Race, slavery, and free Blacks.
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Race, slavery, and free Blacks.

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Published by LexisNexis in Bethesda, MD .
Written in English

Subjects:

  • Slavery -- Southern States -- History -- Sources,
  • Slaves -- Legal status, laws, etc. -- Southern States -- History -- Sources,
  • African Americans -- Legal status, laws, etc. -- Southern States -- History -- Sources,
  • African-Americans -- History -- To 1863 -- Sources,
  • Southern States -- Race relations -- Sources,
  • Southern States -- History -- 1775-1865 -- Sources

Book details:

About the Edition

Reproduces a collection of approx. 15,000 petitions assembled by the Race and Slavery Petitions Project, University of North Carolina at Greensboro from state archives in Alabama, Arkansas, Delaware, District of Columbia and Maryland, Florida, Kentucky, Louisiana, Mississippi, Missouri, North Carolina, South Carolina, Tennessee, Texas, and Virginia.

Edition Notes

Other titlesPetitions to southern county courts, 1775-1867, Guide to the microfilm edition of Race, slavery, and free Blacks. Series II, Petitions to southern county courts, 1775-1867.
Statementedited by Loren Schweninger ; assistant editors, Lisa Maxwell and Chad Bowser.
GenreSources.
SeriesBlack studies research sources
ContributionsSchweninger, Loren., Maxwell, Lisa., Bowser, Chad., Race and Slavery Petitions Project.
Classifications
LC ClassificationsE441, Microfilm 22,897, etc.
The Physical Object
FormatMicroform
Pagination<128 > microfilm reels
Number of Pages128
ID Numbers
Open LibraryOL17433479M
ISBN 101556558783, 0886926890, 1556559704, 0886927137, 0886927552, 0886927587
LC Control Number2002027457

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Race, Slavery, and Free Blacks, Series 2: Petitions to Southern County Courts, , Part D: North Carolina and South Carolina. Black studies research sources Summary Reproduces a collection of approx. 15, petitions assembled by the Race and Slavery Petitions Project, University of North Carolina at Greensboro from state archives in Alabama, Arkansas, Delaware, District of Columbia and Maryland, Florida, Kentucky, Louisiana, Mississippi, Missouri, North Carolina, South Carolina, Tennessee, Texas, and Virginia.   An honest discussion of race would mention what no less a figure than black Harvard scholar Henry Louis Gates recently discovered: free blacks were in America before slavery. While researching the book and documentary The African-Americans: Many Rivers to Cross, Gates admits to having been shocked to discover that blacks freely came to America. Free blacks in the antebellum period—those years from the formation of the Union until the Civil War—were quite outspoken about the injustice of slavery. Their ability to express themselves, however, was determined by whether they lived in the North or the South. Free Southern blacks continued to live under the shadow of slavery.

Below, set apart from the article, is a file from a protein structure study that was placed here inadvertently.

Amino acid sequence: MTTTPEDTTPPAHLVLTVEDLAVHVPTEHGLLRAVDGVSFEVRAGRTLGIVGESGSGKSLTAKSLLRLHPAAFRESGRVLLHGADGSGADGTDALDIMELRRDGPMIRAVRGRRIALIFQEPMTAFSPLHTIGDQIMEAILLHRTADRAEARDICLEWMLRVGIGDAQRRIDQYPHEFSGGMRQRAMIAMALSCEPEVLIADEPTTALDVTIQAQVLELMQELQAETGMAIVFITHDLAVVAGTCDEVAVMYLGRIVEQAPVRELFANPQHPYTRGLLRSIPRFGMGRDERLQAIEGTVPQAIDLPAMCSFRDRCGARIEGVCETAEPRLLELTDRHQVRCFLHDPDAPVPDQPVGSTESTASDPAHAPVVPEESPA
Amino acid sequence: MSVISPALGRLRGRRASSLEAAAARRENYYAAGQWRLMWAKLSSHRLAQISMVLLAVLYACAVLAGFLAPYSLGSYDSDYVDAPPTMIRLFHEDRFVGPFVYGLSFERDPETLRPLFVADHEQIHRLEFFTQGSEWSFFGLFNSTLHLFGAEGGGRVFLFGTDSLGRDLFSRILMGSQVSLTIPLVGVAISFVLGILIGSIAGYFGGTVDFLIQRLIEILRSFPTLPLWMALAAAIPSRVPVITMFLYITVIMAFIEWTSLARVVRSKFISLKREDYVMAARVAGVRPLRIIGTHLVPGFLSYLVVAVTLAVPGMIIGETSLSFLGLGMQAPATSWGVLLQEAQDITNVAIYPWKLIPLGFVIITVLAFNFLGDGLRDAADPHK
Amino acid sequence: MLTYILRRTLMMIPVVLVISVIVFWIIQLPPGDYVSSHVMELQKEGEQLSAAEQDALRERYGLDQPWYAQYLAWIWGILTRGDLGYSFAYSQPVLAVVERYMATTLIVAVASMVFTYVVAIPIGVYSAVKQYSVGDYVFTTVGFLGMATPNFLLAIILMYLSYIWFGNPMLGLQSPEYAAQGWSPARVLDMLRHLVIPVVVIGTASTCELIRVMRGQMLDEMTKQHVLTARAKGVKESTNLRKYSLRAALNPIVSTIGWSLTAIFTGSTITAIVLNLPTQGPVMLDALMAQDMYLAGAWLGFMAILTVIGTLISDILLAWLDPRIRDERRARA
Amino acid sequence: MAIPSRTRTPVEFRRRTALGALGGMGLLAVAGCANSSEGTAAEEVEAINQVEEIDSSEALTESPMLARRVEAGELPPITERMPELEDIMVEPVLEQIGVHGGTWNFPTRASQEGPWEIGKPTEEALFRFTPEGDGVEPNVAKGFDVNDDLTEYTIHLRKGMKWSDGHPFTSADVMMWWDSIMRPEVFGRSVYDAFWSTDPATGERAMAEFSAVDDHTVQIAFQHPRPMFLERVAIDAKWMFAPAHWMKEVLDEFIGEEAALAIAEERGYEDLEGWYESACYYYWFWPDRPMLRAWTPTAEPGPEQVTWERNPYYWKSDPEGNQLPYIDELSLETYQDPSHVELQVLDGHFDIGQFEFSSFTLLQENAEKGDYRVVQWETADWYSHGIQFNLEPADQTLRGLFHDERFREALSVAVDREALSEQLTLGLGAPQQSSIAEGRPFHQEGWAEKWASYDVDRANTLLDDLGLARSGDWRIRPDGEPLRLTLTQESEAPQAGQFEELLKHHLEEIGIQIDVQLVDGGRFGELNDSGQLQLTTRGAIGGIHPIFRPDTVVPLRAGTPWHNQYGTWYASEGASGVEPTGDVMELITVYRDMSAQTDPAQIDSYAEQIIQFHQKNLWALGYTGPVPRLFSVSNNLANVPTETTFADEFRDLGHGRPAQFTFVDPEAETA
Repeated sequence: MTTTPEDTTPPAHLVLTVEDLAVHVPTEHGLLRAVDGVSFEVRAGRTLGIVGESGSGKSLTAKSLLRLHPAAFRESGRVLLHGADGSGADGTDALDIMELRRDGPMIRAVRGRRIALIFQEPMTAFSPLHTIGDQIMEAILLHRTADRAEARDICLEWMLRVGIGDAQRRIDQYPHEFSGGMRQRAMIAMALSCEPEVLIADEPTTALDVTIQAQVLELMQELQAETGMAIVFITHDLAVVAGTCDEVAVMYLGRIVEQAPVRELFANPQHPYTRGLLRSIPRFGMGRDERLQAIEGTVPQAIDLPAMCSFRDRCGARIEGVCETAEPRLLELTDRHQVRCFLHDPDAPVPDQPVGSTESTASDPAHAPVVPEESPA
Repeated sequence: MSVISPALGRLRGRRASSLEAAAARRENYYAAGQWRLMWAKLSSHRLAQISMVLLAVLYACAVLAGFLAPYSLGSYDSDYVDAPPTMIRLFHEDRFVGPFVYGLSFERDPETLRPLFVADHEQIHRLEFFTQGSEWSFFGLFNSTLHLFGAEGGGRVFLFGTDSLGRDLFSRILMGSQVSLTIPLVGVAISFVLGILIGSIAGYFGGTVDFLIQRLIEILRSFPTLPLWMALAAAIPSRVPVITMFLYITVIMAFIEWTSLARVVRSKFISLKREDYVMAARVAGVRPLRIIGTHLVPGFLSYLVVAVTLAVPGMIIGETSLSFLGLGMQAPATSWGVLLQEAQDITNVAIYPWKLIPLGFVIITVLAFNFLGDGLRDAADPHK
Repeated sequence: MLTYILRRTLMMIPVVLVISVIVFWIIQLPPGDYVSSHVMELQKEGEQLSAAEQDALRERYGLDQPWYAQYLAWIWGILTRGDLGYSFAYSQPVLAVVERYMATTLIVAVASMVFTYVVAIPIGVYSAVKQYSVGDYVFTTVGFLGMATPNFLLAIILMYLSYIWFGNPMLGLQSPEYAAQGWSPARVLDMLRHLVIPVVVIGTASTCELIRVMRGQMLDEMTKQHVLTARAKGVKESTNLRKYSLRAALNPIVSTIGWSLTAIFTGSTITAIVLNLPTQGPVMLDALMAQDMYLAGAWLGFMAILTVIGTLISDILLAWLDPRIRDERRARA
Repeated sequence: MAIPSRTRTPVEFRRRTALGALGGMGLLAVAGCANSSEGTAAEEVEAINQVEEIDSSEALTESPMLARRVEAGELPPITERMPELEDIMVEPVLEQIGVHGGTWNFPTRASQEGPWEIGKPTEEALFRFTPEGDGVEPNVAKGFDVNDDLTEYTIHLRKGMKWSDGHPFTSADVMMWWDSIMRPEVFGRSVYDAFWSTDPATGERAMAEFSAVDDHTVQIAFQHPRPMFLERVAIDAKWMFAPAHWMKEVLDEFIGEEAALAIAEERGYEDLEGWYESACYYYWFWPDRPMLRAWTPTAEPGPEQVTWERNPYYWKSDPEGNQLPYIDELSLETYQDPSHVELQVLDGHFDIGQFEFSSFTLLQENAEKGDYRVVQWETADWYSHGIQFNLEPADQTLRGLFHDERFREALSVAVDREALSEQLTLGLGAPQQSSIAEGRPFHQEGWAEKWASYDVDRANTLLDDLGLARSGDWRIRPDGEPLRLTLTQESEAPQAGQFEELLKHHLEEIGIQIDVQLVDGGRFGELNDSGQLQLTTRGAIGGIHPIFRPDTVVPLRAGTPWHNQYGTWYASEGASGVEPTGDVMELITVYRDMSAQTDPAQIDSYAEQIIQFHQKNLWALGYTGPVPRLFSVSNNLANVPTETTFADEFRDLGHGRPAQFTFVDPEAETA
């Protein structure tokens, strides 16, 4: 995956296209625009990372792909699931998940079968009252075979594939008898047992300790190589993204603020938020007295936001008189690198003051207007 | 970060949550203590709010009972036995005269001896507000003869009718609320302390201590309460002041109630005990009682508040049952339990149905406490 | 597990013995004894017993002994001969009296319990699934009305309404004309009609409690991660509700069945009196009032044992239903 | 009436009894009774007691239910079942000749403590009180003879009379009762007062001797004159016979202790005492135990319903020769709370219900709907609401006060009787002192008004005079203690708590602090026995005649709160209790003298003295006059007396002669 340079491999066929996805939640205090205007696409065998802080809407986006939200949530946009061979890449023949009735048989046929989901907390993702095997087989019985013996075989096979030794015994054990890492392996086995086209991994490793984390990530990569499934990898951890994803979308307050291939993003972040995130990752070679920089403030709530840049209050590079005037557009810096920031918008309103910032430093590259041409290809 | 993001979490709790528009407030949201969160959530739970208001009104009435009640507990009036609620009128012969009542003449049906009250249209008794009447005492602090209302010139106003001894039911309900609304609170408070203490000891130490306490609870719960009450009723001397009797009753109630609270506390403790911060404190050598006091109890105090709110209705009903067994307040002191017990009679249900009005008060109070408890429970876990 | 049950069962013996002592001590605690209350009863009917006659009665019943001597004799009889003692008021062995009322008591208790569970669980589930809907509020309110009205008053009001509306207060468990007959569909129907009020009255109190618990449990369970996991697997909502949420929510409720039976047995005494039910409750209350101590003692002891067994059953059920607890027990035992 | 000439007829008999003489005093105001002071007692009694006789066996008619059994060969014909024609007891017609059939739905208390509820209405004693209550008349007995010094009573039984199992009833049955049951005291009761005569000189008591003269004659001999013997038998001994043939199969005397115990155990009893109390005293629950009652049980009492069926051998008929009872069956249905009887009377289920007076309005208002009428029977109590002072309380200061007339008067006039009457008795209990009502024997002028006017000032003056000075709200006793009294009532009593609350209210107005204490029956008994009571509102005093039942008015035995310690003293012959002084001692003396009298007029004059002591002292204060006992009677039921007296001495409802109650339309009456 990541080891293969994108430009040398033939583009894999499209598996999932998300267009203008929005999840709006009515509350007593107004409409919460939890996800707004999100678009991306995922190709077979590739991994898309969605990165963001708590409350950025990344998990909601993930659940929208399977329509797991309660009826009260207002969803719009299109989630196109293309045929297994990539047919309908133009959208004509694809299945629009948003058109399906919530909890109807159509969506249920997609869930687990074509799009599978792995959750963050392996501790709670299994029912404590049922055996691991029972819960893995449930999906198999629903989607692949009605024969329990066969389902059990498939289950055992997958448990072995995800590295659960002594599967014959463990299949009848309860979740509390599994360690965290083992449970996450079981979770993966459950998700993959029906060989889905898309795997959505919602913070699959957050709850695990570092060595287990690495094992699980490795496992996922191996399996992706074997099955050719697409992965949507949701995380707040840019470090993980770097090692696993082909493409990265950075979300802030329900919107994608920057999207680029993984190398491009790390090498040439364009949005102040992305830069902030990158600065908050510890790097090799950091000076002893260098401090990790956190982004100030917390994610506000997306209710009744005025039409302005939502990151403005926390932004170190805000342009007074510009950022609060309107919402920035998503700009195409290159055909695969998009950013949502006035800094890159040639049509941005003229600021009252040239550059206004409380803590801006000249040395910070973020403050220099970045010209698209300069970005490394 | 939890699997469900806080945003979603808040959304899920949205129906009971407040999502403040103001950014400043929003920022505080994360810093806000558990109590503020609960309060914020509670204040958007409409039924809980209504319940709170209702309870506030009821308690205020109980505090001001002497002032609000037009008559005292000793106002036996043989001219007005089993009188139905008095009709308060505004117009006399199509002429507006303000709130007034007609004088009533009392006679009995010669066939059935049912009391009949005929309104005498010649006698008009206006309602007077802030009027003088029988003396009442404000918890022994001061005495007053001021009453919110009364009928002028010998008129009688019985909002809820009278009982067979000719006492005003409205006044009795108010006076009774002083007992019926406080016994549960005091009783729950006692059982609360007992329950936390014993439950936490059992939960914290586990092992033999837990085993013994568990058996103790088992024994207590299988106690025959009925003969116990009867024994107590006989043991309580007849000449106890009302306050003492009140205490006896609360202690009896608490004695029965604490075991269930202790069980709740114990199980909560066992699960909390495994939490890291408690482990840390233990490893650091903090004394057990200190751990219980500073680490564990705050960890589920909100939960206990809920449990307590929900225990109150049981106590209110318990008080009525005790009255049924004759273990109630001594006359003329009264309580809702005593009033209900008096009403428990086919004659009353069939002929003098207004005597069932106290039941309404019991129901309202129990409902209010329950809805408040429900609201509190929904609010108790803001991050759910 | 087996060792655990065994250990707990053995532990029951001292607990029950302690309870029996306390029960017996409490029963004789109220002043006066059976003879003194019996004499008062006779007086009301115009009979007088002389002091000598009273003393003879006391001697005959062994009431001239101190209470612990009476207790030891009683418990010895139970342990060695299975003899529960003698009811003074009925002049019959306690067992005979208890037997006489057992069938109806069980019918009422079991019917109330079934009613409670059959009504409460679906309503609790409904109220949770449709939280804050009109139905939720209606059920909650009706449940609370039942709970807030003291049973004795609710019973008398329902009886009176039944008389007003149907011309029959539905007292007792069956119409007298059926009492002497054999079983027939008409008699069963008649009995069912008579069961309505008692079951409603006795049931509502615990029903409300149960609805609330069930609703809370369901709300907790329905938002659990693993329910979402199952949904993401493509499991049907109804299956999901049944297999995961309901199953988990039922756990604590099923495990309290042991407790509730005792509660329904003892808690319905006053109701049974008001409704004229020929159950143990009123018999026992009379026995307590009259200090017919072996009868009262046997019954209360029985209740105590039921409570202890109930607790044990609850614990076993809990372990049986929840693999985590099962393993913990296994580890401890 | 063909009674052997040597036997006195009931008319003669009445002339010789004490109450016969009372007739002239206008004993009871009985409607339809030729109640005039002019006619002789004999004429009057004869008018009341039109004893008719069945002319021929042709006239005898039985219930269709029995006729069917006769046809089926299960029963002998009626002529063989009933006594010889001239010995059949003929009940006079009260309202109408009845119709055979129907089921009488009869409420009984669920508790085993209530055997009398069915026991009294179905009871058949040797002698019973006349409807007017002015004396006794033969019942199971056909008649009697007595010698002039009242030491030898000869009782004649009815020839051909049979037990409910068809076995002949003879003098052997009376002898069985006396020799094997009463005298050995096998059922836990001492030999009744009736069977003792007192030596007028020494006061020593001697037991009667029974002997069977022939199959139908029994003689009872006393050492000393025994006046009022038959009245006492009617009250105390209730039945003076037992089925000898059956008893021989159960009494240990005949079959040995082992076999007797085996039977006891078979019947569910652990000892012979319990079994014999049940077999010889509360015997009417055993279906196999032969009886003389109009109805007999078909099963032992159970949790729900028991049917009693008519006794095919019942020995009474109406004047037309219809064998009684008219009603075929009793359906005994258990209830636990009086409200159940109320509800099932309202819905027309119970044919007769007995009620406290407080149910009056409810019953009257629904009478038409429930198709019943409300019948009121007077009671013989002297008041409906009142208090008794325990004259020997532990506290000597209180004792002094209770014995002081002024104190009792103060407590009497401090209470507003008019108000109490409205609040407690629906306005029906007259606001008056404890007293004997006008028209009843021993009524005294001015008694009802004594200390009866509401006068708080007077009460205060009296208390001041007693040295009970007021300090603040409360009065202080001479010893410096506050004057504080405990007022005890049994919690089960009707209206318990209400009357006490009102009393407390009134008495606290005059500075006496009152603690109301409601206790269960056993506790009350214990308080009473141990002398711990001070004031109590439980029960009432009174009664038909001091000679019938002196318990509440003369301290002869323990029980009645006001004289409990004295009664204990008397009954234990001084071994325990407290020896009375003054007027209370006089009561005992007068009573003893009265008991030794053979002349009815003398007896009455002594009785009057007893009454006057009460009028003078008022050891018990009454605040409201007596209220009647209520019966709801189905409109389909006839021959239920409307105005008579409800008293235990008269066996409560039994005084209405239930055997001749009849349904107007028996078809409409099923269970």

During slavery, freedom was tenuous for free black people: It could be challenged at any moment by any white person, and without proof of their status they could be placed into the slave trade.   Wherever and whenever slavery ended in the North, freedom generated whole new waves of racial hostility. Slavery, it turned out, rested atop the deeper foundation of a vicious racial caste order. Labor competition between white and black workers unleashed new furies of racial violence.   Up From Slavery by Booker T. Washington ( -- ) Up From Slavery is the autobiography of Booker T. Washington detailing his slow and steady rise from a slave . Books shelved as race-racism-slavery: Scripture, Ethics, and the Possibility of Same-Sex Relationships by Karen R. Keen, I'm Still Here: Black Dignity in.

  17 Books On Race Every White Person Needs To Read. here are 17 essential books about race all this often ignored period saw thousands of black Americans move from slavery Author: Sadie Trombetta. Slavery, Slavery Slavery is the unconditional servitude of one individual to another. A slave is usually acquired by purchase and legally described as chattel John Woolman, Woolman, John Woolman, John Some Considerations on the Keeping of Negroes Reprinted in Early American Writing Published in Edited by Giles Gunn Baptism, Before slavery became a fixture on the North American. The Political Legacy of American Slavery Avidit Acharya, Stanford University Matthew Blackwell, Harvard University Maya Sen, Harvard University We show that contemporary differences in political attitudes across counties in the American South in part trace their origins to slavery. A few free blacks also owned slave holding plantations in Louisiana, Virginia, and South Carolina. Free African American Christians founded their own churches which became the hub of the economic, social, and intellectual lives of blacks in many areas of the fledgling nation.